Another popular view regards Pakistan as no more than a personal triumph of the brilliant strategy and will power of Quaid-e-Azam Muhammad Ali Jinnah. Some have even gone so far as to suggest that had Jinnah died earlier, there would not have been any Pakistan. It is true that Jinnah’s great role was a highly important contributing factor; but without intense religious zeal for an Islamic state on the part of Muslim masses, Jinnah could not have achieved Pakistan. Khilafat leaders like Maulana Muhammad Ali and Maulana Abul Kalam Azad and poets like Hali, Akbar Allahabdi and Iqbal were mainly responsible for making Muslims conscious of their separate national and cultural identity. Thus, when the message of Pakistan was presented to the masses, it fell on fertile soil. Jinnah, who did not know Urdu, could not have achieved Pakistan without able and zealous lieutenants and without the vision of an Islamic state as an inspiring stimulant. One may even go so far as to say that the Muslim League, led largely by the middle-class Muslim Leaders, would have probably come to some sort of compromise on the issue of Pakistan had they not been swept off their feet by the intense Islamic fervor of the masses and the astounding success that the Muslim League achieved during the elections of 1945-46. It has been reported that the Quaid-e-Azam himself never expected to see Pakistan in his lifetime.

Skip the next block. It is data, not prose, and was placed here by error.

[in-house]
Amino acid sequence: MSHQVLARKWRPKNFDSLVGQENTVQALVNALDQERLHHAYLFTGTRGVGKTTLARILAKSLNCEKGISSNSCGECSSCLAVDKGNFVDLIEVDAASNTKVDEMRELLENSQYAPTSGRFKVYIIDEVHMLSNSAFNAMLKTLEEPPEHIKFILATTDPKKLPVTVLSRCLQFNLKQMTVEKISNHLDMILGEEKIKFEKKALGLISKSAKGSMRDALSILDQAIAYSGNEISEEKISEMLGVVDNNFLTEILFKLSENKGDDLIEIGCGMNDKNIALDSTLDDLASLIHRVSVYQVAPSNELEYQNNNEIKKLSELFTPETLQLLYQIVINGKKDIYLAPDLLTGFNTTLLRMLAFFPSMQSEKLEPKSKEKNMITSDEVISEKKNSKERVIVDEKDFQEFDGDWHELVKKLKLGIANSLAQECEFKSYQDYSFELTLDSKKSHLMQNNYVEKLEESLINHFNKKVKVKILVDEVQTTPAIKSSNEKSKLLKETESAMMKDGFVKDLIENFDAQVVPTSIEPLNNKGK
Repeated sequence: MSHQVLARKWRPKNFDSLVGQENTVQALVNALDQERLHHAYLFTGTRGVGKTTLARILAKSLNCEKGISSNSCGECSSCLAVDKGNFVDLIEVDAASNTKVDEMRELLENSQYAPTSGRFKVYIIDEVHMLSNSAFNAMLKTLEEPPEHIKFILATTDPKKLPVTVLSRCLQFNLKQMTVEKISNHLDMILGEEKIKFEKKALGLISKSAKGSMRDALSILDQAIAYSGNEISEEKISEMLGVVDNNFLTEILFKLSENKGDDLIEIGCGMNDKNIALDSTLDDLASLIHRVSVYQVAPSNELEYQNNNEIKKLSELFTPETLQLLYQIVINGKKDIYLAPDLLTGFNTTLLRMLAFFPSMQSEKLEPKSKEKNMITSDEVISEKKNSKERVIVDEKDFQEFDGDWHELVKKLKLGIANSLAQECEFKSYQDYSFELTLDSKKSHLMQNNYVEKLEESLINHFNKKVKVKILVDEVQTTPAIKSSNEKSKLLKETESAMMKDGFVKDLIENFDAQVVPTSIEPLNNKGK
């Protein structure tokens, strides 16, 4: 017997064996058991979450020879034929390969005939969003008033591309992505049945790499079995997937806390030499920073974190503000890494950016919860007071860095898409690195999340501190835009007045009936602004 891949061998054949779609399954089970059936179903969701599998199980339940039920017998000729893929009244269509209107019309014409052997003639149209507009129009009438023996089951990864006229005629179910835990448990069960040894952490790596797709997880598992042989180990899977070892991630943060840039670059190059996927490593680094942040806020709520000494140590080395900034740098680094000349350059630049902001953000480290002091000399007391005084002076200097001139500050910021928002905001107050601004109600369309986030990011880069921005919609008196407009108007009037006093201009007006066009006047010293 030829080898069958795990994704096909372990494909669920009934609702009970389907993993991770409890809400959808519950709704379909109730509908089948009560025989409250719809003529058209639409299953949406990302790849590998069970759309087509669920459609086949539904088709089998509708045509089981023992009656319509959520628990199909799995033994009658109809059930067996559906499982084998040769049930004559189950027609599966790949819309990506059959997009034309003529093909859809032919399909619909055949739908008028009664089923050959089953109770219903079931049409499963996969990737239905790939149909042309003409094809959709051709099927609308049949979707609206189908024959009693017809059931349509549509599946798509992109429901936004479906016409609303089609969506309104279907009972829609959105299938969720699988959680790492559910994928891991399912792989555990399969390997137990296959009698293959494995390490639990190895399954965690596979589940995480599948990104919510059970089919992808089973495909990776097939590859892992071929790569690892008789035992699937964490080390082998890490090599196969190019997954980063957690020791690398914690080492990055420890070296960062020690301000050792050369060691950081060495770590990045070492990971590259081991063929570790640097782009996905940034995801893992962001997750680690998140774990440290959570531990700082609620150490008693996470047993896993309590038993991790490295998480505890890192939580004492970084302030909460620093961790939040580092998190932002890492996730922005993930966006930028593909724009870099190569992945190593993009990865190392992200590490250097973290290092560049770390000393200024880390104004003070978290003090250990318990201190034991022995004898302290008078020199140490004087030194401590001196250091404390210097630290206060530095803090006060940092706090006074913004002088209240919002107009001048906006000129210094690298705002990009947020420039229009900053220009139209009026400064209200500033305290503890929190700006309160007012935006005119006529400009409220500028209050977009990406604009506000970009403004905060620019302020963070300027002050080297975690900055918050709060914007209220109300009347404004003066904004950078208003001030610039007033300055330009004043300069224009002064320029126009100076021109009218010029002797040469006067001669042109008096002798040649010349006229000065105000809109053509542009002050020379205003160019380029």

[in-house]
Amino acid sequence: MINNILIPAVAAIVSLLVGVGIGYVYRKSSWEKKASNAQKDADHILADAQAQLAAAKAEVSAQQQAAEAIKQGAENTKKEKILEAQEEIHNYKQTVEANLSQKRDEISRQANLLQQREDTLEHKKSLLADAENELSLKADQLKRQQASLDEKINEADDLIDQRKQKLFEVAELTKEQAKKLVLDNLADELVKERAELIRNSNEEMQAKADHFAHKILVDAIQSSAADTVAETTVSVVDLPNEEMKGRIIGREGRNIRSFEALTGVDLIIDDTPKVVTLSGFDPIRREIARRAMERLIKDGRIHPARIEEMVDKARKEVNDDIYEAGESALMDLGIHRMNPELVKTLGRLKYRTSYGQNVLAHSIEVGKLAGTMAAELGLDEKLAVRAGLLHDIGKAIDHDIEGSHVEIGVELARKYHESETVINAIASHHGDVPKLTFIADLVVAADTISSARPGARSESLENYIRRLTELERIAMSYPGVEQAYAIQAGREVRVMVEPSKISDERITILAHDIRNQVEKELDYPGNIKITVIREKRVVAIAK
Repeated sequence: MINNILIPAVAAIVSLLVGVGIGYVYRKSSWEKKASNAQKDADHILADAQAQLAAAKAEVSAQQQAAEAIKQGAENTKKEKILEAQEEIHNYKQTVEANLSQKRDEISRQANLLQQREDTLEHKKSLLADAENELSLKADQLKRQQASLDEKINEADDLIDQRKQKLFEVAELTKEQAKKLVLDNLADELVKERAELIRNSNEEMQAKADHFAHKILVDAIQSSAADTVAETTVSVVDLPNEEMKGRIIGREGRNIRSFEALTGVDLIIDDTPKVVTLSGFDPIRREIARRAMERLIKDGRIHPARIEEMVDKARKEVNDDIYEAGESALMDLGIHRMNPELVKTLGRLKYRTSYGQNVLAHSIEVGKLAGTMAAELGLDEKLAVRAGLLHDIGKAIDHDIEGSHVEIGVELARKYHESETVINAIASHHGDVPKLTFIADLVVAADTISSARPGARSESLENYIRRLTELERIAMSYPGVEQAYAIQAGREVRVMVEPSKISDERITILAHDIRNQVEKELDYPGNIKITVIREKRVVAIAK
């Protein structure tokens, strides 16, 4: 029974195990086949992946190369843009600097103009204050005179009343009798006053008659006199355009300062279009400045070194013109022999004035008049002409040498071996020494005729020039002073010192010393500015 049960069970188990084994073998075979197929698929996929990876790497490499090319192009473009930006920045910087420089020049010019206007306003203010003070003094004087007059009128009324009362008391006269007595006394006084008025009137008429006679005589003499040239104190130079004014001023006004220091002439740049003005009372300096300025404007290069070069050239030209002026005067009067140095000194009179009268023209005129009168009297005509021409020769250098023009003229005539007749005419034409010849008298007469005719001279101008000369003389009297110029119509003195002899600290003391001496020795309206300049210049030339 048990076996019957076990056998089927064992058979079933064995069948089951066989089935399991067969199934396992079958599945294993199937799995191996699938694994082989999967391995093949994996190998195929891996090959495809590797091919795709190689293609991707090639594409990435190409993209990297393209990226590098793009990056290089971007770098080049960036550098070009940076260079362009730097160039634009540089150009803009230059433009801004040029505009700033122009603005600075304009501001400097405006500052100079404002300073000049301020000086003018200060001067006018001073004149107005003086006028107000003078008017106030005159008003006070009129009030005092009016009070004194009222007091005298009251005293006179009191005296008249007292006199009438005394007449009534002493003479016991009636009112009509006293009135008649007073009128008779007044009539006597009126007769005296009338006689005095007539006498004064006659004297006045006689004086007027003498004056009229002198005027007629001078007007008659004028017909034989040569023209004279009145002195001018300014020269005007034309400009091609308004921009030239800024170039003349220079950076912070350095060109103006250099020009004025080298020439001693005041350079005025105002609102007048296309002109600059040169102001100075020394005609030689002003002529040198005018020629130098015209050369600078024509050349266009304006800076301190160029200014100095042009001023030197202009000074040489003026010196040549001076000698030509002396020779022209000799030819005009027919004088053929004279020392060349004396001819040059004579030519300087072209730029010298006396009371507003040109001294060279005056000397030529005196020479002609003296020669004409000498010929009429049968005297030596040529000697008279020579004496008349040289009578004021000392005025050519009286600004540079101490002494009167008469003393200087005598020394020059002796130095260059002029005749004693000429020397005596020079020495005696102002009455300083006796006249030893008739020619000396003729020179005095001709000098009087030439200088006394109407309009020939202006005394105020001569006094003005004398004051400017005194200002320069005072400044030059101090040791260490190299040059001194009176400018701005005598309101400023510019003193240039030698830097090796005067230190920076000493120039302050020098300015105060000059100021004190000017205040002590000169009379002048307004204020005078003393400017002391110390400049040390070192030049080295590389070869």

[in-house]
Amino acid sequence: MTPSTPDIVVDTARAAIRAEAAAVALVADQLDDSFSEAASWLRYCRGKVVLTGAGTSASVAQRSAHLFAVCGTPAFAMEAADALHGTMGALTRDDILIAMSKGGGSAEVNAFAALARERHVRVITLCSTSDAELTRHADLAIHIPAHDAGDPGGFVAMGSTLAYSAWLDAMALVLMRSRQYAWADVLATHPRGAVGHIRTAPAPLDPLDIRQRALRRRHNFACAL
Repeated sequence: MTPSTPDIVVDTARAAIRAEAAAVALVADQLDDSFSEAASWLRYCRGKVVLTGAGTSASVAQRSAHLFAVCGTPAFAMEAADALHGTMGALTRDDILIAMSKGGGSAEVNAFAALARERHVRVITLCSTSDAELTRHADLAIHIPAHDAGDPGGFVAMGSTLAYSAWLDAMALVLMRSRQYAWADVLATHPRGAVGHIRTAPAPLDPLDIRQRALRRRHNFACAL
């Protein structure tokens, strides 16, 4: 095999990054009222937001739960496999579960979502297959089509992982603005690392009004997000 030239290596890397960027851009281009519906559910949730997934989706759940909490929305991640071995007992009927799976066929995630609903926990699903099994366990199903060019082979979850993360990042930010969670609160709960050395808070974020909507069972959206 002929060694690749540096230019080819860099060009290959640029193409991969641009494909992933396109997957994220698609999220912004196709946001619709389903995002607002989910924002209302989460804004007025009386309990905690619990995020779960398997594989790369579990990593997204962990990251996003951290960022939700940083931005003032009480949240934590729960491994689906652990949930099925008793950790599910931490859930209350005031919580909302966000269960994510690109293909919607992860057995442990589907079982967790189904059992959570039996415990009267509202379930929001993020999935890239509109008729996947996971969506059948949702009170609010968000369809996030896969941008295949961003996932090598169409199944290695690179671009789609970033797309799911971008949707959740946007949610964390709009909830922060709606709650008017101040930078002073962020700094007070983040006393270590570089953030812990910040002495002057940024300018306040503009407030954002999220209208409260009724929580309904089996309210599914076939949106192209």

Congress leaders tried to challenge the two-nation theory by pointing out that a large number of Muslims in India were descendants of Hindu forebears who had converted to Islam. They also argued that there was hardly any cultural difference between Hindus and Muslims in the rural areas where the vast majority of both communities lived. But these arguments could not alter the fact that a change in one’s religion from Hinduism to Islam in the Indian context not merely implied a change in one’s religion, but also a significant change in man’s social and cultural status. The new convert became the member of an egalitarian social and cultural force in large parts of India. Particularly in the North Western part of India, which constitutes Pakistan today, the dominant culture that emerged was clearly Islam.